By Kayla Smith
Eric Dregni dug through small town museums to produce a cultural history of fishing in the Great Lakes region.
He listened to anglers tell the same big fish story over and over until after three years he had collected enough odd end stories that make up “Let’s Go Fishing.”
The book tells kooky stories of leech farmers, herring shovels and annual fish festivals from all over the Great Lakes, including Minnesota, Wisconsin, Michigan, and Canada.
Just how kooky?
Did you know female brown trout fake orgasms?
Dregni reports that in a 2001 study, “snooping scientists” watched as females quivered and opened their mouths, mimicking the big O, to trick less attractive but attentive males into ejaculating prematurely. The females would then swim off and find a hunkier fish with which to mate.
Apparently the lure of the lake is enough to make any women leave her man.
Minnesota fisherman Geoff Johnson laments the impact of fishing on wedded bliss.
“These guys are serious,” he told Dregni. “Lotsa real bad marriages and really good fishermen.”
Dregni’s compilation of stories reflects the commitment many avid anglers make to the hobby.
“People wake up at 5 a.m. and jump on a boat,” Dregni said. “Who does that on vacation? This is a very unique cultural phenomena in the north.”
Dregni is a professor of English at Concordia University, St. Paul, Minnesota. He grew up in Minnetonka, fishing with his grandparents in the summer.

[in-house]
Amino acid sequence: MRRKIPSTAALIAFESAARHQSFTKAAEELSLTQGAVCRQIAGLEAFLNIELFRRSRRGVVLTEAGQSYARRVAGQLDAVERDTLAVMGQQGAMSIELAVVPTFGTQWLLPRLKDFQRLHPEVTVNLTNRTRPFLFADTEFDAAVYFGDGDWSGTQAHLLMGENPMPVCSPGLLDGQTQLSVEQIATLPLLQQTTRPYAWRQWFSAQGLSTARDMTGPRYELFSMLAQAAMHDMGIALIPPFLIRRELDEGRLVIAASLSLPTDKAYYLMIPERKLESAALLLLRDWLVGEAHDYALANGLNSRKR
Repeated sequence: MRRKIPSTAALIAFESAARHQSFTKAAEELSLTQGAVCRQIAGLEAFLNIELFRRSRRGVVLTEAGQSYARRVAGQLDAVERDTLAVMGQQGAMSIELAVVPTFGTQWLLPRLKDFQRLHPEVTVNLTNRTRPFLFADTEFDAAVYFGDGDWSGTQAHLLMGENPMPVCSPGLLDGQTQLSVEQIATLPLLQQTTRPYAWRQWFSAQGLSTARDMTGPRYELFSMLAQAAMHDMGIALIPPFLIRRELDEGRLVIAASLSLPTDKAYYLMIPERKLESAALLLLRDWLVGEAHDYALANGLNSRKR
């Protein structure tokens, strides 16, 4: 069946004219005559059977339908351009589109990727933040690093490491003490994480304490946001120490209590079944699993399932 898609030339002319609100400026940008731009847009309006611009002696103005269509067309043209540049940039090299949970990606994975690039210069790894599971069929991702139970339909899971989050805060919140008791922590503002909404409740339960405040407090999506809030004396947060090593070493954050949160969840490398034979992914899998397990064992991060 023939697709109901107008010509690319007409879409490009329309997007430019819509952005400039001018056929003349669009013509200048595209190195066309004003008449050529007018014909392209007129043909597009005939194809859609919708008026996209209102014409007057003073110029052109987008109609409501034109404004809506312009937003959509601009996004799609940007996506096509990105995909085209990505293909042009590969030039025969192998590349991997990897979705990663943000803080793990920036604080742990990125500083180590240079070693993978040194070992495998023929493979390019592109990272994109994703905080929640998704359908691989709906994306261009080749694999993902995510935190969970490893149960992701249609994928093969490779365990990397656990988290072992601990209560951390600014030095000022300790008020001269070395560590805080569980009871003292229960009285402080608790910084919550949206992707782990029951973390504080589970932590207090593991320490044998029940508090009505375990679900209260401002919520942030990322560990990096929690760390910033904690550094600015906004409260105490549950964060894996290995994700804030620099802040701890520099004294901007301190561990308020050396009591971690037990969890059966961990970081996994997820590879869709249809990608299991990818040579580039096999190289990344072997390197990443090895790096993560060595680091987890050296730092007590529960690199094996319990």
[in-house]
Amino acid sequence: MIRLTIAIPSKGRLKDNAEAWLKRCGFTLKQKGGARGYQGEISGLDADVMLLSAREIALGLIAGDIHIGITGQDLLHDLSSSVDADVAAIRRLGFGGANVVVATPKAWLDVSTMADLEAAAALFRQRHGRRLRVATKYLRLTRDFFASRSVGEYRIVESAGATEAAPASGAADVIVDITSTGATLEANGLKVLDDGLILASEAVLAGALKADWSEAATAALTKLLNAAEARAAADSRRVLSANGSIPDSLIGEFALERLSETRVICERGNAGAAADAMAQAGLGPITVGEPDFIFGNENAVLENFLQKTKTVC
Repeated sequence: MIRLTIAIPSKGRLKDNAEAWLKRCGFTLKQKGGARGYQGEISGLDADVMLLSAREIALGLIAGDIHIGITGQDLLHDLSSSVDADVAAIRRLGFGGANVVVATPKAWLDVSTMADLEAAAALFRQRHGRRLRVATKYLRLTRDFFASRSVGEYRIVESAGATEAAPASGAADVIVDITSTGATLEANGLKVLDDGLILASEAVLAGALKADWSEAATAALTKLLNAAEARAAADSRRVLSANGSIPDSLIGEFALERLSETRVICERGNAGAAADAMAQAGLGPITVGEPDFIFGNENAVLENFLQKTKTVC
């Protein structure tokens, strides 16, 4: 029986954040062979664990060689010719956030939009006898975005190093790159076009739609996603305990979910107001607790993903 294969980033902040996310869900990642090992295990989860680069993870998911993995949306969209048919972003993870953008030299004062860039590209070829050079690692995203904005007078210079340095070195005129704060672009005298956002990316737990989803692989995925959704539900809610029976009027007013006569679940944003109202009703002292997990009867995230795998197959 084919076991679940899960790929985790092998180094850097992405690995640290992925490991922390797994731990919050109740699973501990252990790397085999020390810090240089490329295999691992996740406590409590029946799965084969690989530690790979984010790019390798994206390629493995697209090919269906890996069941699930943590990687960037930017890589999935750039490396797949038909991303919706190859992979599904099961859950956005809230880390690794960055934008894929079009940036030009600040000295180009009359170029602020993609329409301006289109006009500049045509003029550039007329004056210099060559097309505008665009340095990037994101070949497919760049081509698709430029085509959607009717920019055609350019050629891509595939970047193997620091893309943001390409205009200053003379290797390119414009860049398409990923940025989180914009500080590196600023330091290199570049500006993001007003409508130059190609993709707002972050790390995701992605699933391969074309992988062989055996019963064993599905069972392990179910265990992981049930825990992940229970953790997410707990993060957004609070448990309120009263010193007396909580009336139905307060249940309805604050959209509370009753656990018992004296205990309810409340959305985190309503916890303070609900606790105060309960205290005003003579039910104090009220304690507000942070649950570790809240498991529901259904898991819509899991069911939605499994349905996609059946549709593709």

Calling on some “real characters,” Dregni got tips on local folklore, but also received some advice on how to pull yourself out of the icy waters resting between the U.S. and Canada.
“You just have to leave your wet glove on the ice, until it freezes so you can haul yourself out,” one committed ice-angler told Dregni.
“It’s crazy,” said Dregni who describes himself as a hack fisherman who
couldn’t write a book on how to fish: “[It] would be a joke.” But he wanted to remind readers of the importance of the history and culture of fishing to the area.
“It’s so ingrained,” he said. “The kids just want to go out on the dock and haul in some sunnies!”
Recalling stories of early European immigrants drying out huge, 60-year-old sturgeons and using them for firewood, the book highlights the commercialized fishing industries that nearly destroyed certain fisheries.
Dregni says he hopes his book will remind readers that protecting fish and their environment is the only way to maintain a healthy fishing culture.
“This is a really big thing up in the north. It’s something we don’t want to take for granted or lose,” Dregni said.
“Let’s Go Fishing” is published by the University of Minnesota Press and is due out next Monday, May 1. The book costs $39.95 and will be available on Amazon.com.